Wear has major impacts on economic efficiency or health. All movable parts are affected, examples being the bearing of a wind power plant or an artificial hip joint. However, the exact cause of wear is still unclear. Scientists of Karlsruhe Institute of Technology (KIT) recently proved that the effect occurs at the first contact already and always takes place at the same point of the material. Their findings help develop optimized materials and reduce consumption of energy and raw materials.
The researchers present results of two studies in the Scripta Materialia.
Friction occurs wherever objects adhere to each other or have sliding or rolling contact. Friction forces cause wear which results in enormous costs. About 30% of the energy consumed in the transportation sector is used to overcome friction. In Germany, friction and wear produce costs corresponding to about 1.2 to 1.7% of the gross domestic product, i.e. between 42.5 and 55.5 billion euros in 2017. It is well known that when rubbing hands friction makes the hands get warmer. Reaction of materials to friction is far more complicated.
“Here, many things change at the same time. But how exactly this process starts, where wear particles are formed, and what effect friction energy has is hardly understood, as it has been impossible so far to look directly below the surface of the friction partners,” says Professor Peter Gumbsch, holder of KIT’s Chair for Mechanics of Materials and Head of the Fraunhofer Institute for Mechanics of Materials. “With our new microscopic methods, however, we can do so. They reveal a sharp interface in the material, at which the wear particles are detached. We want to find the cause of this material weakness.”
In their experiments, the scientists always detected a sharp line at a depth of 150 to 200 nm. It forms at first contact already and is irreversible. It is the source of the later weakness in the material. The scientists tested various materials, such as copper, various brass alloys, nickel, iron or tungsten and always obtained the same result.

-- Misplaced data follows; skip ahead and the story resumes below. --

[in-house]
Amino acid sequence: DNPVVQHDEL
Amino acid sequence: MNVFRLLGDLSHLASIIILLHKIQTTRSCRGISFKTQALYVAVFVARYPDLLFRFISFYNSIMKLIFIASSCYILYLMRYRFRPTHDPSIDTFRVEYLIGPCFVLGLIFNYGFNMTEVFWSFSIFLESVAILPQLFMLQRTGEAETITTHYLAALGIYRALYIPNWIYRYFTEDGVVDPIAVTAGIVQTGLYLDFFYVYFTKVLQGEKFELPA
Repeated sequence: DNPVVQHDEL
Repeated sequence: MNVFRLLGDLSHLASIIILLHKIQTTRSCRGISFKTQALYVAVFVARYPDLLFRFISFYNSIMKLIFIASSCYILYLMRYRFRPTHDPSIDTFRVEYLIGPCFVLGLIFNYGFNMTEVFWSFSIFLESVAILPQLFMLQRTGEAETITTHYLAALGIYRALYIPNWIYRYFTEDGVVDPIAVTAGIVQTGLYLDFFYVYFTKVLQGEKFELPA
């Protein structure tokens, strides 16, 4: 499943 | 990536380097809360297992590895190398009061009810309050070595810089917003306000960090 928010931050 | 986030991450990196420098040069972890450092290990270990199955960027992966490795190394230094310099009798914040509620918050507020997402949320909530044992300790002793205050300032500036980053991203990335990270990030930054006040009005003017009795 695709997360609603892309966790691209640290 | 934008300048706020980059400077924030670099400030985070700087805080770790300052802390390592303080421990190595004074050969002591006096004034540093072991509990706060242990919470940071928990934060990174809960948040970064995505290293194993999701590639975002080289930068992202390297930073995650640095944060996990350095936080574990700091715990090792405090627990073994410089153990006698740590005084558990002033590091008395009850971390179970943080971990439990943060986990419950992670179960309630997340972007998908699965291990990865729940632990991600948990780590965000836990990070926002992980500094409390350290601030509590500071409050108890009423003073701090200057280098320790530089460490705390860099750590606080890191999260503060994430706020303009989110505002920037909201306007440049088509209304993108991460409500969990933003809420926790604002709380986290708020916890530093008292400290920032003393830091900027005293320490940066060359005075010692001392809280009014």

“These results are entirely new. We did not expect them,” Gumbsch says. The findings contribute to understanding and reproducing processes that take place on the molecular level during friction. “As soon as we understand the effects occurring, we can interfere specifically. It is my objective to develop guidelines for the future production of alloys or materials with better friction properties,” Gumbsch adds.
A Wave Forms
The defect in the material is a so-called dislocation. Dislocations are responsible for plastic, i.e. irreversible, deformations. Dislocations result when atoms shift relative to each other. As a result, an atomic wave propagates in the material, similar to the movement of a snake. “We found that these dislocations during friction form the line-shaped structure observed in a self-organized manner. This effect occurred in every experiment,” explains Dr. Christian Greiner of KIT’s Institute for Applied Materials – Computational Materials Science (IAM-CMS).
The scientists compared the effect observed with the mechanical stress distribution in the material that can be calculated analytically. Calculations confirmed that certain dislocation types self-organize in a stress field at a depth between 100 and 200 nm.
Quicker Oxidation by Friction
In addition to the effect mentioned, scientists used copper samples to study the effect of friction on oxidation of surfaces. After a few friction cycles, copper oxide spots formed on the surface. In the course of time, they grew to semi-circular nanocrystalline copper oxide clusters. The copper-2-oxide nanocrystals of 3 – 5 nm in size were surrounded by an amorphous structure. They increasingly grew into the material until they overlapped and formed a closed oxide layer. According to Greiner, this phenomenon has been known for a long time, but the cause of this effect is still unknown. “It is very important to understand how friction-caused oxidation takes place. In materials science, copper is used rather frequently. And copper also is an important material for movable parts,” Greiner says. Many bearings consist of copper alloys, such as bronze or brass. Consequently, the study results are of considerable interest to copper processing industries.
Hard Ball Meets Soft Copper
The approach used for both studies is rather simple: a sapphire ball is moved in a very smooth, slow, and controlled way straight across a plate made of pure copper. The sapphire ball was chosen, as it always guarantees the same, reproducible contact and friction of the ball itself can be neglected due to the hardness of sapphire. After every movement across the plate, the researchers measured the deformation caused and the resulting structural modifications inside the metals. In their unique approach, they combined friction experiments with non-destructive testing methods, data science algorithms, and high-resolution electron microscopy.